Anger is a normal human emotion, like happiness, sadness and fear. Anger has evolved to allow us to stand up for ourselves and our loved ones. It is not bad to become angry when you are legitimately threatened. In fact, people who claim to rarely or never get angry often act in a passive or passive aggressive manner, and may benefit from assertiveness training. On the other hand, anger that is habitually expressed as aggression can have numerous negative outcomes for the individual and others in their life.

Some people are passive and meek in some areas of their lives, only to be aggressive (and sometimes violent) with their family members or partner. Other people have no such problem with passivity. They express anger readily in all contexts. Aggressive people are usually unpleasant to be around, however the rarely receive honest feedback about their impact on others. Other people in their life learn to “keep the peace” or “steer clear” of aggressive people. Aggressive people are rarely happy. They often live in a lonely world which is full of perceived threats, where they live with resentments years (or decades) old.

Aggression can be treated successfully using anger management techniques. The angry person needs to make an honest commitment to avoid using aggressive behaviour. Surprisingly, some of the communication techniques used to address anger problems are the same as those to address passive behaviour. Assertive communication aims to express ones wants and needs without delegitimising other people’s wants and needs. It is fairly common for people who use anger to have experienced violence at the hands of others as a child. There has often been an either implicit or explicit oath-to-self to never be allowed to be a victim again. If this is the case, reprocessing these early violent incidents or relationships can be helpful. Fear often underlies anger. Uncovering the primary fears can be helpful when changing aggressive behaviour.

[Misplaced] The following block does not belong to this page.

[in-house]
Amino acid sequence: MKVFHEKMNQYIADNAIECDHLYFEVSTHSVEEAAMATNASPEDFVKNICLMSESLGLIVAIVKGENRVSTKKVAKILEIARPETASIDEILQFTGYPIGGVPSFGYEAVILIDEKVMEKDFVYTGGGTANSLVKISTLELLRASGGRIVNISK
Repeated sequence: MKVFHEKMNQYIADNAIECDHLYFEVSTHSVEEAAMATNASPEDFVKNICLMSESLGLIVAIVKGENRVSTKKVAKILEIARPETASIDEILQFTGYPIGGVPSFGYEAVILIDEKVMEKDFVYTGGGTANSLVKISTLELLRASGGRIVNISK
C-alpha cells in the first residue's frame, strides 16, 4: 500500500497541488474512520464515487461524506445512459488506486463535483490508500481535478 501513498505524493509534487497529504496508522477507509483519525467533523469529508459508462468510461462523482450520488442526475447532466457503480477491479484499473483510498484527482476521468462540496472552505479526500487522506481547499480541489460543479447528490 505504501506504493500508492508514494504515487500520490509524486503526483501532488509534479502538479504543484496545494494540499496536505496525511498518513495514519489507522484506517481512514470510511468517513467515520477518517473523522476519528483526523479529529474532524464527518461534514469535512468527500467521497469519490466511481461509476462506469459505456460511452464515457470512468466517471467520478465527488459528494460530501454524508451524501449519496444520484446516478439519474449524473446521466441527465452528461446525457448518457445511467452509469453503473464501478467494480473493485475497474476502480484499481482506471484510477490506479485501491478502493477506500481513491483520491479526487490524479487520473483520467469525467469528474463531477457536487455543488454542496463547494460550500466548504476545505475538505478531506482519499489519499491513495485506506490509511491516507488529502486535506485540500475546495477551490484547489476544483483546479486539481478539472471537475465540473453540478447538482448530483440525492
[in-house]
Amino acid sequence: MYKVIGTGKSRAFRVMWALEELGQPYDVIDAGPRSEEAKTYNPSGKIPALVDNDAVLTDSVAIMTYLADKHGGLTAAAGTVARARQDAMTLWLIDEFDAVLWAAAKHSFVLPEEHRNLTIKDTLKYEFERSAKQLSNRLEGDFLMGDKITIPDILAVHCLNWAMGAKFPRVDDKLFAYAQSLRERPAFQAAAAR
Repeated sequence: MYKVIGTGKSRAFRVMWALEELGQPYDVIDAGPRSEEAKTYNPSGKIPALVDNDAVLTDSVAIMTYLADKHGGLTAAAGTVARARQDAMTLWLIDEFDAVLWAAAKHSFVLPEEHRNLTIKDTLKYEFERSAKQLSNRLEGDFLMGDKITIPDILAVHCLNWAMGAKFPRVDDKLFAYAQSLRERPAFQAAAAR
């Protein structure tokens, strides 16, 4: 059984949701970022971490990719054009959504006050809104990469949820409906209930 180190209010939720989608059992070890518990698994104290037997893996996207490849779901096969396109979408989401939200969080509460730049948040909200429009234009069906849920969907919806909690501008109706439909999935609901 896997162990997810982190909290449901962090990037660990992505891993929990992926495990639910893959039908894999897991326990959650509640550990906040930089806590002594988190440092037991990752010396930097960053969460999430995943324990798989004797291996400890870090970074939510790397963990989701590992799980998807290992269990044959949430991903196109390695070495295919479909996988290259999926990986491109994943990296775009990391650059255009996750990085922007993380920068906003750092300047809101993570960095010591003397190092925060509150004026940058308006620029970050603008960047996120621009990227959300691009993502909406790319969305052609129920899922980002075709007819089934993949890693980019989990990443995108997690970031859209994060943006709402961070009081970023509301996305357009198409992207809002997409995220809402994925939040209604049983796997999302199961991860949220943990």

Intimate Partner Violence is a serious problem and may involve criminal acts. Please contact the number below if you have any concerns about these patterns in your life or someone else’s. Please contact 000 if you or someone else are in imminent risk.


Suite C5
102-106 Boyce Rd
Maroubra Junction, NSW 2035
(02) 8958 2585

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